Fatigue or anemia

Wheezing, hoarseness, or cough

Coughing up blood (fluid) in mucus (hemoptysis)

In severe cases, the person may have multiple tumor masses. The person may develop a pneumothorax or collapse of the lung. The disease can metastasize or spread to other parts of the body.


The most common symptoms of peritoneal mesothelioma are abdominal swelling and pain due to ascites (a buildup of fluid in the abdominal cavity). Other features may include weight loss, fever, night sweats, poor appetite, vomiting, constipation and umbilical hernia. If the cancer has spread beyond the mesothelium to other parts of the body, symptoms may include pain, trouble swallowing, or swelling of the neck or face. [Citation needed] These symptoms may be due to mesothelioma or other, less serious conditions.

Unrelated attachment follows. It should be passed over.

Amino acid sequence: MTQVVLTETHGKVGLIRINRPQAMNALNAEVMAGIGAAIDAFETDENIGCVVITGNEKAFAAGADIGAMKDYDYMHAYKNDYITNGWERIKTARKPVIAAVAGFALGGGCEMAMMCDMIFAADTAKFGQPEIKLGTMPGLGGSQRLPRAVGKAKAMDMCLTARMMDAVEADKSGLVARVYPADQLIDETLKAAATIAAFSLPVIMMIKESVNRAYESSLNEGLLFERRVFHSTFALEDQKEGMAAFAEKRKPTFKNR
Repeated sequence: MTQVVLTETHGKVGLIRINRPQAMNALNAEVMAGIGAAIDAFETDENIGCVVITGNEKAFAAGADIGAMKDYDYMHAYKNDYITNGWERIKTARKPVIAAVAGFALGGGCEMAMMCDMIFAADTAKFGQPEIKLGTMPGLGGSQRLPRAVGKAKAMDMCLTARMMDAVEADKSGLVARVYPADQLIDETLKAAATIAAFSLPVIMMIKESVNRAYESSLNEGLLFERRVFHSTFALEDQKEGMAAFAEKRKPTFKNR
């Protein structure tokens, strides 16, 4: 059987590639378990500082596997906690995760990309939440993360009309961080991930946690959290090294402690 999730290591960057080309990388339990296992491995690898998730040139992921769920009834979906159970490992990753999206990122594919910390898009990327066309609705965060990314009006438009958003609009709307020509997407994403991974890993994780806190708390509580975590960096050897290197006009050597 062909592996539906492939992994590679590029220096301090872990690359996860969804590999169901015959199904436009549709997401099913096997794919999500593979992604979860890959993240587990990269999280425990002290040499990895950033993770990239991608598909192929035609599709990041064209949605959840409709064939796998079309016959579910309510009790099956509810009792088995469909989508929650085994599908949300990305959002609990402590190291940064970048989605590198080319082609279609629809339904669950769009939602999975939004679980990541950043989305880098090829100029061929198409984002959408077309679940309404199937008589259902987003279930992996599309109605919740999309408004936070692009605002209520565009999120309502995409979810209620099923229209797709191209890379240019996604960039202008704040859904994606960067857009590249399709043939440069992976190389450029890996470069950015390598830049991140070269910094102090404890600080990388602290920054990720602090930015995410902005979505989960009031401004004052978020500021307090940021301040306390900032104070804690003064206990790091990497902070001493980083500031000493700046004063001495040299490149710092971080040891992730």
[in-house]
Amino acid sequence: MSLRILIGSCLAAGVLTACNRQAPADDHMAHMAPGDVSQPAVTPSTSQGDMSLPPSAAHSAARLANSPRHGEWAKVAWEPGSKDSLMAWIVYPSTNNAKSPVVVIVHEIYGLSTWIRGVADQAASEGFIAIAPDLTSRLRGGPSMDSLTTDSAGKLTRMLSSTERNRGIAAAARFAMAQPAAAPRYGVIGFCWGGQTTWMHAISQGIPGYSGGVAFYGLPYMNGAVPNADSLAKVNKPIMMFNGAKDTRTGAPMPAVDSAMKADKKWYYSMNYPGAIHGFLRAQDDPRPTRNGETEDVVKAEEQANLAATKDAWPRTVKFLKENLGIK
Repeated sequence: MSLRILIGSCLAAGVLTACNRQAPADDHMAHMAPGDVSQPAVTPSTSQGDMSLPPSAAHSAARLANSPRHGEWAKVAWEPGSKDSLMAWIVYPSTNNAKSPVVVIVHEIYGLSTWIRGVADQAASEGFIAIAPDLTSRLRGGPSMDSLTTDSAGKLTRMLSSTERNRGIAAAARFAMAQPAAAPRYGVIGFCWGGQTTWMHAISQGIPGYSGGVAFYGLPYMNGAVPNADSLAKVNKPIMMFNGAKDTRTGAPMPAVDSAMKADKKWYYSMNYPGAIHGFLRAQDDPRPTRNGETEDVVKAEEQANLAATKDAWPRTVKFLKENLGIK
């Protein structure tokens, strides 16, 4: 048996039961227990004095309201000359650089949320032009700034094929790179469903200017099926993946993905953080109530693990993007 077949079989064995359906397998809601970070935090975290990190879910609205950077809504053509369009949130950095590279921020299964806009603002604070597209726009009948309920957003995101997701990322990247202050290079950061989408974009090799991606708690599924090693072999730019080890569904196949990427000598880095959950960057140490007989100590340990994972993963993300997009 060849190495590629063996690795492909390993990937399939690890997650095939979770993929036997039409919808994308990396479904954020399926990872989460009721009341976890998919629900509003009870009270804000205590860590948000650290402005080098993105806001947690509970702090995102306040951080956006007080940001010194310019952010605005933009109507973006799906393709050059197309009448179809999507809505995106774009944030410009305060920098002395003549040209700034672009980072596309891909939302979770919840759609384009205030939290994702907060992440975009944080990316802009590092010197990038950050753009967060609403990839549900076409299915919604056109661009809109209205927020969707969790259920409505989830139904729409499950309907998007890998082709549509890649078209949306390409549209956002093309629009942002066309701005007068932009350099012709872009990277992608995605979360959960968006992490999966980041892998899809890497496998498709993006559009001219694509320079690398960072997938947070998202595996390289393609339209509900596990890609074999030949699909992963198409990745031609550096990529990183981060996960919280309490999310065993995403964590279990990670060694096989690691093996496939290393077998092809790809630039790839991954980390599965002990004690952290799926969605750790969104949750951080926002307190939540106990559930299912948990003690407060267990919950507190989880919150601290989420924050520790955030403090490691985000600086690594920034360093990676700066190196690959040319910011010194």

Tumors that affect the abdominal cavity often do not cause symptoms until they are at a late stage. Symptoms include: [citation needed]

stomach ache

Ascites, or abnormal buildup of fluid in the stomach

A mass in the abdomen

Problems with bowel function

Weight loss


Pericardial mesothelioma is not well characterized, but the cases seen include cardiac symptoms, particularly constrictive pericarditis, heart failure, pulmonary embolism, and cardiac tamponade. They have also included alternative symptoms, including chest pain, orthopenia (shortness of breath, and flatulence). These symptoms are caused by tumors that infect or infect the heart.